Danny Masterson Sentenced to 30 Years to Life for Rape of 2 Women

The “That ’70s Show” star was hit with the maximum penalty after being found guilty in May of sexual assault

Danny Masterson

Danny Masterson was sentenced Thursday to the maximum 30-years-to-life in prison for raping two women in 2001 and 2003.

Masterson, 47, will be eligible for parole after 25½ years but can be held in prison for life. He did not visibly react to the sentencing from the judge. Masterson had earlier waived his right to speak at the sentencing hearing.

The former “That ’70s Show” star was found guilty of the two charges in May. At the time, the jury could not agree on a third count of rape brought by another Jane Doe, which would have upped his potential sentence to 40 years-to-life.

The first rape victim, Chrissy B, said in a victim impact statement at the sentencing hearing that the actor called her “stupid, untalented, embarrassing, trash.”

Masterson, who will get credit for the 115 days he has already served, has been in custody since his conviction after being deemed a flight risk. He entered the Los Angeles courtroom at 8:51 a.m. wearing a blue suit and open white shirt, looking pale and gaunt. He smiled at his wife, actress Bijou Phillips, and his family when he came in, then sat and stared directly at Superior Court Judge Charlaine Olmedo.

Olmedo allowed the victims to deliver impact statements before the sentencing.

Deputy DA Ariel Anson read the statement from the first victim, Chrissy B, at her request. Chrissy said she initially saw the actor as “someone who loved me,” but said he became insulting and abusive. “I believed him when he called me stupid, untalented, embarrassing, trash.”

The statement from Chrissy continued: “I entered that relationship an 18-year-old girl with very little life experience. I was very naive and trusting. Within a short period I was stripped of every friend I knew, my family, my job, and a belief that could never be realized.” 

In her victim impact statement, Jane Doe 2 said that with Masterson’s conviction in May, “I quietly began to feel lighter… I don’t have to carry your shame around with me anymore. Now you have to hold that shame. And now you have to sit in a cell and hold it.”

She added that she has been “terrorized, harassed by the cult of Scientology,” who she said covered up Masterson’s criminal behavior. All three women are, like Masterson, members of the Church of Scientology.

Jane Doe 1 also said she had faced intimidation from the church and that a church ethics officer “made it very clear that Danny was untouchable… This man had the power to expel me, excommunicate me. He made my life hell from that point on. Danny was a celebrity, and therefore untouchable.”

Former Scientologist Leah Remini was in the court. Jane Doe 1 thanked her “for lending me her full support, and giving me safe passage through the halls” of the court.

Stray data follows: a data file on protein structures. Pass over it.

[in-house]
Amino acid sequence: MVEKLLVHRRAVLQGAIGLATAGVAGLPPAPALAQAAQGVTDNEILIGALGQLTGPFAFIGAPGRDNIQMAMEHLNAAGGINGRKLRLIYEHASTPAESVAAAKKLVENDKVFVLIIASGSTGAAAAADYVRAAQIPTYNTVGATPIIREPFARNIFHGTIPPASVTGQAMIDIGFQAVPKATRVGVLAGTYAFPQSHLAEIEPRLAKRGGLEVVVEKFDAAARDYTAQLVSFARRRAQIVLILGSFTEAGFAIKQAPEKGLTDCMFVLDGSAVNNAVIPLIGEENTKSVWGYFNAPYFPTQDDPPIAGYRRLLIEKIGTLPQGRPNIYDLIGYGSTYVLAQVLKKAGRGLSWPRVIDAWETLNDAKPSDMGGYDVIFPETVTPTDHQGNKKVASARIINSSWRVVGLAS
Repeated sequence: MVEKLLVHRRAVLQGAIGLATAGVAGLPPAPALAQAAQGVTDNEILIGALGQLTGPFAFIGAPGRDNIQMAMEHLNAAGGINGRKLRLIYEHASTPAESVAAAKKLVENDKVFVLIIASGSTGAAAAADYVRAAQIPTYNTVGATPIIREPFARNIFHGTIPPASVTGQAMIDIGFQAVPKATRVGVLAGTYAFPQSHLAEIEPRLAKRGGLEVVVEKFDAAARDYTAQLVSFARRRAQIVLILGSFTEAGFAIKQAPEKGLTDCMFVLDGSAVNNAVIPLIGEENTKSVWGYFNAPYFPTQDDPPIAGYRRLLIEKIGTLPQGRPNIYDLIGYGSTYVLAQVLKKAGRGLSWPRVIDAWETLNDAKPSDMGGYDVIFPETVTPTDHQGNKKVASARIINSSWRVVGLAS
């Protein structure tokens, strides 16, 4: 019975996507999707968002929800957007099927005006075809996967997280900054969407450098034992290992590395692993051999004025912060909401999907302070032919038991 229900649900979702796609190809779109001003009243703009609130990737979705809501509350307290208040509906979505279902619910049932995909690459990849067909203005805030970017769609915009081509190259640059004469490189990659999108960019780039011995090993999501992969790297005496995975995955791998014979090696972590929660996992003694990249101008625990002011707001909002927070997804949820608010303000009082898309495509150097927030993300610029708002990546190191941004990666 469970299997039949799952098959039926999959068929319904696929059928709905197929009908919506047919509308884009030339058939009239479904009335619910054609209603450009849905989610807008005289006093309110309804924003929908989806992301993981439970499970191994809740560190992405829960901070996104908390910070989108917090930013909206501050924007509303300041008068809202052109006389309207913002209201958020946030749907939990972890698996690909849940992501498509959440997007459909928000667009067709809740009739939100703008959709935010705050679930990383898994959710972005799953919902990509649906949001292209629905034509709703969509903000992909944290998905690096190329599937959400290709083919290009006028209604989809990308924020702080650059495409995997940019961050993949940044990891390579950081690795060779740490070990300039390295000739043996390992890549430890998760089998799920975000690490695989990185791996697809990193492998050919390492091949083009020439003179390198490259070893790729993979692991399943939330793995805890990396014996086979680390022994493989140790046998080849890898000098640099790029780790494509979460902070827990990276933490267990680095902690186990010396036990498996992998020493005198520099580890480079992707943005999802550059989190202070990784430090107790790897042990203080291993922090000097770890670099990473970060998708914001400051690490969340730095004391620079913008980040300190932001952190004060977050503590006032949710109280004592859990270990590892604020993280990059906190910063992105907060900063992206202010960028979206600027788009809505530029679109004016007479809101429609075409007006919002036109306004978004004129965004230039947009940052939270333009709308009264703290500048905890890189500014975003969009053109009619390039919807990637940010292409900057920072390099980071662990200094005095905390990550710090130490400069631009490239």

L.A. prosecutors chose to retry Masterson in May after a hung jury and mistrial last November in a previous attempt.

The three women testified that Masterson drugged and sexually assaulted them at his Hollywood home.

The judge denied a motion for a new trial filed by Masterson’s attorney Shawn Holley on Tuesday. Prosecutor Reinhold Mueller called the request “not a motion for new trial but a request to dismiss.”

In court on Thursday, Holley argued for a 15-year sentence, saying that it was “fair and just” and “serves the interests of justice.”

Holley said, “I will not minimize the conduct for which Mr. Masterson has been convicted, and I will not minimize the experience of the Jane Does,” but added that with the longer sentence, “Mr. Masterson will likely die in prison.”

In a statement after the sentencing, Holley expressed confidence the judge’s decision would not hold up on appeal, saying a team of lawyers had reviewed transcripts of the trial and “identified a number of significant evidentiary and constitutional issues which they will address in briefs to both state and federal appellate courts.”

“Mr. Masterson did not commit the crimes for which he has been convicted and we and the appellate lawyers — the best and the brightest in the country — are confident that these convictions will be overturned,” Holley said.

Holley cited “substantial” errors that “unfortunately led to verdicts which are not supported by the evidence. And though we have great respect for the jury in this case and for our system of justice overall, sometimes they get it wrong. And that’s what happened here.”

Prosecutor Mueller spoke to media afterward, reiterating that the DA’s office opened the case in late 2016 but didn’t file charges until June 2020.

“I’ve gotten to know the victims in this case quite well over the years and I can tell you they are strong,” Mueller said. “Today, they got [justice]. The judge imposed a sentence that we believed was the appropriate sentence. I’m extremely proud of the victims in this case for coming forward, for enduring the long time it took to get to justice today, but I was so happy to see them in court, and they were able to get up there and give their impact statements and have their voices heard. I’m just very pleased. I also want to thank the jury in this case.”

Mueller added he was “absolutely not concerned” about an appeal and denied accusations of religious discrimination by the Church of Scientology against the prosecuting team and the judge.

“There’s absolutely nothing to that,” Mueller said. “Everything that we have done has always been with an eye toward what is materially relevant in the case to help explain why certain victims were behaving in a certain way.”

Jeremy Bailey contributed to this report.